1. E-Publishing: Value Added

List of Annotated References


Photo: Zoom in. Despite the undiminished interest in traditional print products, electronic publications offer (informational) value added either because of their high relevance to the present (via linking of static and managed, dynamic information) or because of their preparation on an interactive or multimedia basis. At the same time, the desire for infotainment and edutainment changes the communication and understanding of facts, as well as learning and teaching behaviour. Hence, in this Post-Gutenberg-Era all those are confronted with the revolution from its outset who occupy themselves with knowledge, information, and communication. Moreover, both the internet and electronic publishing redefine the understanding of the position and function of all those involved in the publication process and management of information: authors or content providers (or content experts), publishing houses, the book trade, and libraries.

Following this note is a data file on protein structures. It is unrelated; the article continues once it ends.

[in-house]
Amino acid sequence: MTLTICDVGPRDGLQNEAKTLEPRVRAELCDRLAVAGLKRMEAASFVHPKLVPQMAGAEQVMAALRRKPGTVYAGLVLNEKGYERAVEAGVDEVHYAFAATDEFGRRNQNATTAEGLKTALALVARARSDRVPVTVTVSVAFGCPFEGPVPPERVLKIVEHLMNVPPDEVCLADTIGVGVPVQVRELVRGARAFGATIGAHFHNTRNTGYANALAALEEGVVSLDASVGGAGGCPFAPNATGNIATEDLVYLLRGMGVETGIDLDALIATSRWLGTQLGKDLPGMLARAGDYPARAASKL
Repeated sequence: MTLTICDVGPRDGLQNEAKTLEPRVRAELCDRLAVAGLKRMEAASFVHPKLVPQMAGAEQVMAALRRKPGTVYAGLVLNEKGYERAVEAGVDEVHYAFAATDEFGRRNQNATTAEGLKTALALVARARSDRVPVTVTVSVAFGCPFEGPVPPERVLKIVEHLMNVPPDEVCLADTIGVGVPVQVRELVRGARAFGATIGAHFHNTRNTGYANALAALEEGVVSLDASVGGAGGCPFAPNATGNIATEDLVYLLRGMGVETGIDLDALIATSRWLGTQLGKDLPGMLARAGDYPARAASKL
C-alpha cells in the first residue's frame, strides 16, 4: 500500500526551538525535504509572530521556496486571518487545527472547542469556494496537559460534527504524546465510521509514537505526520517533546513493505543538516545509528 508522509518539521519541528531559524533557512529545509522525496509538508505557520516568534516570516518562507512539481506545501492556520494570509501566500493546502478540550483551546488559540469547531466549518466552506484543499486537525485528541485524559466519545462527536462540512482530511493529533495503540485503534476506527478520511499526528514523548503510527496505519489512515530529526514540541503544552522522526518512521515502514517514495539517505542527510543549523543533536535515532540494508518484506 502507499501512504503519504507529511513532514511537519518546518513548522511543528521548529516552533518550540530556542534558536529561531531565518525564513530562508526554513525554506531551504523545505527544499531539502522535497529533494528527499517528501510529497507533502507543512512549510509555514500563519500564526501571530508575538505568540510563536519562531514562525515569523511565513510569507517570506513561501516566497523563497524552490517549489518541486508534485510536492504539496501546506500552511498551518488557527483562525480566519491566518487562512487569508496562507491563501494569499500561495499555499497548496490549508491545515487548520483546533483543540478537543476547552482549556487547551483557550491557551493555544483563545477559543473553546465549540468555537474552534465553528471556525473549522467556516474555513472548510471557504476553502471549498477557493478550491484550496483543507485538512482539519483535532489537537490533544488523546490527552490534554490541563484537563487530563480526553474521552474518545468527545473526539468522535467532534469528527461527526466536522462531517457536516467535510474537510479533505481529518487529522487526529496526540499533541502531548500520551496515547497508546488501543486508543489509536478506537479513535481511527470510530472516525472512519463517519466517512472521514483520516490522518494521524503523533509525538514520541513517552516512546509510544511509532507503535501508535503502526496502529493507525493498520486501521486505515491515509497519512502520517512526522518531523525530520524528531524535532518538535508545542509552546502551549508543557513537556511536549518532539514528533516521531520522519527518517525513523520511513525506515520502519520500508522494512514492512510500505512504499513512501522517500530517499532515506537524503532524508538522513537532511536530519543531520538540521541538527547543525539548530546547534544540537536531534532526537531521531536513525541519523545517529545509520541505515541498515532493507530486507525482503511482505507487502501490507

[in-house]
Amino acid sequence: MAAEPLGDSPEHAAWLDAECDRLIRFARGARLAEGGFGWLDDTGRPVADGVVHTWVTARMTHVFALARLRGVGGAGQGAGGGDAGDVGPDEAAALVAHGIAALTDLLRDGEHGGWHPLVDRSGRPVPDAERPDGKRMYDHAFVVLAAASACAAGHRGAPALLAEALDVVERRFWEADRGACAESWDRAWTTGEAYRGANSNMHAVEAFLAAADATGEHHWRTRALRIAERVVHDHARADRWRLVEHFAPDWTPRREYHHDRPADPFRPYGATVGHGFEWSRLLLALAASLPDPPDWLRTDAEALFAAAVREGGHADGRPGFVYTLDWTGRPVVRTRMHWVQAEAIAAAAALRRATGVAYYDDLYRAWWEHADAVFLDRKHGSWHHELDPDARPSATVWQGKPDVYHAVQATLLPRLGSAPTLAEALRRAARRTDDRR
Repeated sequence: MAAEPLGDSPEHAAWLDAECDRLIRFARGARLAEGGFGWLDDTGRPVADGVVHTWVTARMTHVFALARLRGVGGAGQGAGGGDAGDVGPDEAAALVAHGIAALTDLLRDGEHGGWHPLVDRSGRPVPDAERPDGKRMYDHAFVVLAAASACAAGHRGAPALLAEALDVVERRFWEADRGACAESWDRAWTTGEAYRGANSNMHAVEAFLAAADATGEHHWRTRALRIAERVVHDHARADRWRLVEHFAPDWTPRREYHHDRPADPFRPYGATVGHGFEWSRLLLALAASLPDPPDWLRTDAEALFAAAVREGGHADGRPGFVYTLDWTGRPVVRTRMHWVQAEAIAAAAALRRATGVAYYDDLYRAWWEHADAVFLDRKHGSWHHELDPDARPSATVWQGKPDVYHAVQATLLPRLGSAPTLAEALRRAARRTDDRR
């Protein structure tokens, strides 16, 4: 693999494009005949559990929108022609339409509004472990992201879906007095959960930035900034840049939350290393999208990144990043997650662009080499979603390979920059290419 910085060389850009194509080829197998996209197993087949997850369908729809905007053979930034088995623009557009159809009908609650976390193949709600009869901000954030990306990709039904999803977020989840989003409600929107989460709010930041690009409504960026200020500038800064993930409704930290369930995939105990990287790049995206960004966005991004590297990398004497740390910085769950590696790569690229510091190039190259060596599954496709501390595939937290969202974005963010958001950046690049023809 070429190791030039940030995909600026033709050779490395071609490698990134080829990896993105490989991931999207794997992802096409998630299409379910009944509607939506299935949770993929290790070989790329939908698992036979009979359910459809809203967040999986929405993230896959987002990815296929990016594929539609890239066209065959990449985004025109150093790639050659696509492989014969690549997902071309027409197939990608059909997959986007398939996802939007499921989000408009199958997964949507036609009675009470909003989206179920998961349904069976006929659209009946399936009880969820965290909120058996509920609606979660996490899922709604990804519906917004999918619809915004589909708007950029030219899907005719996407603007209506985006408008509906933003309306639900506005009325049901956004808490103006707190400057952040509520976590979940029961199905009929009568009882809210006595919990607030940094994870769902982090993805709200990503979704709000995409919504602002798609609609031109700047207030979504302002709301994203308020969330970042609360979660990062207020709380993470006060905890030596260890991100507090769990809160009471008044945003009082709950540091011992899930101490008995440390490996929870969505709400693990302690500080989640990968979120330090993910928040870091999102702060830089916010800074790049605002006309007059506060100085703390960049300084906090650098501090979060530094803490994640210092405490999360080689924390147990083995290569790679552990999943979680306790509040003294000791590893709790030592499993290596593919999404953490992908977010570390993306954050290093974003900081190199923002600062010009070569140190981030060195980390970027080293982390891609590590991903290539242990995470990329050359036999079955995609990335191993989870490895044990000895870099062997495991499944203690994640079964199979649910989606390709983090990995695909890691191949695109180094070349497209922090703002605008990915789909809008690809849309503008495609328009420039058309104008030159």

Photo: Zoom in.

What applies to both the individuals and the businesses concerned, irrespective of their special context, is the fact that avoiding the use or application of new media or internet technology means provoking grave information deficits and competitive disadvantage. Especially called upon to meet market requirements here are publishing houses, the book trade, and libraries, all of whom can take these developments into account by adapting step-by-step part or all of their organizational structures. For instance, an e-shop of the book trade pursuing e-business in a resolute and single-minded way informs customers of new offers via e-marketing, obtains (print) media from publishing houses etc. via e-procurement and e-payment, sells these (print) media via e-commerce functions on its web-site, confirms customer orders via e-customer-support, and arranges delivery via e-fulfilment.


2. E-Publishing: Potential

List of Annotated References